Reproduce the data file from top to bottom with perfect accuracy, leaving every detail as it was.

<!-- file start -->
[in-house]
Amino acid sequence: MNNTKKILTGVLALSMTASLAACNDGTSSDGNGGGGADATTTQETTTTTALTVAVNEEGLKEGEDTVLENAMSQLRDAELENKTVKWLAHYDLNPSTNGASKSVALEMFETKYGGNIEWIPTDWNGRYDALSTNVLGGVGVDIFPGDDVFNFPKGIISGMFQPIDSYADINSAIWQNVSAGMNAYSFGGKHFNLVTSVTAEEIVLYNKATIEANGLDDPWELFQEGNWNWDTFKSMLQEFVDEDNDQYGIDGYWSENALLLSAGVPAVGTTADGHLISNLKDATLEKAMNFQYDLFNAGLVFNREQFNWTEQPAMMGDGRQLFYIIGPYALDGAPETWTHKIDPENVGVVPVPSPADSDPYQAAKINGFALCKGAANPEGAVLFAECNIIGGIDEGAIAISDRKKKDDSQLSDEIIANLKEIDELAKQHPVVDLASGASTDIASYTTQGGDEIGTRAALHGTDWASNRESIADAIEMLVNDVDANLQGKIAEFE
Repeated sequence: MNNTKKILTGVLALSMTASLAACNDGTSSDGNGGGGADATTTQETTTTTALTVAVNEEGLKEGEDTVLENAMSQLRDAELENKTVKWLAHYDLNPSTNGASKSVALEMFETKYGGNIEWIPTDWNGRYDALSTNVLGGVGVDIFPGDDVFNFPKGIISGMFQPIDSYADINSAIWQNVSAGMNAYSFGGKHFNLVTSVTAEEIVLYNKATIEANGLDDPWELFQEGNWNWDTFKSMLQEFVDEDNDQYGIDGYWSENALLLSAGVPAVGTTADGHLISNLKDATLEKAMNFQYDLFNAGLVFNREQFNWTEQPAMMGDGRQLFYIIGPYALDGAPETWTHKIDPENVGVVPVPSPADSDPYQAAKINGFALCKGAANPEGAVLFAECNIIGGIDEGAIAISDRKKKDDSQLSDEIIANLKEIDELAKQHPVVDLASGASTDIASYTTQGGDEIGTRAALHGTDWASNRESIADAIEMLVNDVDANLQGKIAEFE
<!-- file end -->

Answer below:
[in-house]
Amino acid sequence: MNNTKKILTGVLALSMTASLAACNDGTSSDGNGGGGADATTTQETTTTTALTVAVNEEGLKEGEDTVLENAMSQLRDAELENKTVKWLAHYDLNPSTNGASKSVALEMFETKYGGNIEWIPTDWNGRYDALSTNVLGGVGVDIFPGDDVFNFPKGIISGMFQPIDSYADINSAIWQNVSAGMNAYSFGGKHFNLVTSVTAEEIVLYNKATIEANGLDDPWELFQEGNWNWDTFKSMLQEFVDEDNDQYGIDGYWSENALLLSAGVPAVGTTADGHLISNLKDATLEKAMNFQYDLFNAGLVFNREQFNWTEQPAMMGDGRQLFYIIGPYALDGAPETWTHKIDPENVGVVPVPSPADSDPYQAAKINGFALCKGAANPEGAVLFAECNIIGGIDEGAIAISDRKKKDDSQLSDEIIANLKEIDELAKQHPVVDLASGASTDIASYTTQGGDEIGTRAALHGTDWASNRESIADAIEMLVNDVDANLQGKIAEFE
Repeated sequence: MNNTKKILTGVLALSMTASLAACNDGTSSDGNGGGGADATTTQETTTTTALTVAVNEEGLKEGEDTVLENAMSQLRDAELENKTVKWLAHYDLNPSTNGASKSVALEMFETKYGGNIEWIPTDWNGRYDALSTNVLGGVGVDIFPGDDVFNFPKGIISGMFQPIDSYADINSAIWQNVSAGMNAYSFGGKHFNLVTSVTAEEIVLYNKATIEANGLDDPWELFQEGNWNWDTFKSMLQEFVDEDNDQYGIDGYWSENALLLSAGVPAVGTTADGHLISNLKDATLEKAMNFQYDLFNAGLVFNREQFNWTEQPAMMGDGRQLFYIIGPYALDGAPETWTHKIDPENVGVVPVPSPADSDPYQAAKINGFALCKGAANPEGAVLFAECNIIGGIDEGAIAISDRKKKDDSQLSDEIIANLKEIDELAKQHPVVDLASGASTDIASYTTQGGDEIGTRAALHGTDWASNRESIADAIEMLVNDVDANLQGKIAEFE